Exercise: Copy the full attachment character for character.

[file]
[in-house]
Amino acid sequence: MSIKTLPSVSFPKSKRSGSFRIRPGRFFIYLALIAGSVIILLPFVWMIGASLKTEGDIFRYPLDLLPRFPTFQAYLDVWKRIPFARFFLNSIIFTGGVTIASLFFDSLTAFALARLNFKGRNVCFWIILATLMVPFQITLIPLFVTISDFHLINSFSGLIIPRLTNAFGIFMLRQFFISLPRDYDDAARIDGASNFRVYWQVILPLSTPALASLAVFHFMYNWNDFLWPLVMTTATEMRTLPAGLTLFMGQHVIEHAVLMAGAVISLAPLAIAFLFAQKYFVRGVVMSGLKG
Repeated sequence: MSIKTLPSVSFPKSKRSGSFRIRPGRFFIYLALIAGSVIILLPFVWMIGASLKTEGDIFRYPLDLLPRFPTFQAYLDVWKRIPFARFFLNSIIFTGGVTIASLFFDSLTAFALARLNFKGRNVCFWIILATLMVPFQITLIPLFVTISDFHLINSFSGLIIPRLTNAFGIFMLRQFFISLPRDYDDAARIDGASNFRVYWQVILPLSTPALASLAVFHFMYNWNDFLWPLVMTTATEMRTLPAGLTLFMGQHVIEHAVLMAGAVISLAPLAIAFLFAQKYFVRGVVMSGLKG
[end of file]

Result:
[in-house]
Amino acid sequence: MSIKTLPSVSFPKSKRSGSFRIRPGRFFIYLALIAGSVIILLPFVWMIGASLKTEGDIFRYPLDLLPRFPTFQAYLDVWKRIPFARFFLNSIIFTGGVTIASLFFDSLTAFALARLNFKGRNVCFWIILATLMVPFQITLIPLFVTISDFHLINSFSGLIIPRLTNAFGIFMLRQFFISLPRDYDDAARIDGASNFRVYWQVILPLSTPALASLAVFHFMYNWNDFLWPLVMTTATEMRTLPAGLTLFMGQHVIEHAVLMAGAVISLAPLAIAFLFAQKYFVRGVVMSGLKG
Repeated sequence: MSIKTLPSVSFPKSKRSGSFRIRPGRFFIYLALIAGSVIILLPFVWMIGASLKTEGDIFRYPLDLLPRFPTFQAYLDVWKRIPFARFFLNSIIFTGGVTIASLFFDSLTAFALARLNFKGRNVCFWIILATLMVPFQITLIPLFVTISDFHLINSFSGLIIPRLTNAFGIFMLRQFFISLPRDYDDAARIDGASNFRVYWQVILPLSTPALASLAVFHFMYNWNDFLWPLVMTTATEMRTLPAGLTLFMGQHVIEHAVLMAGAVISLAPLAIAFLFAQKYFVRGVVMSGLKG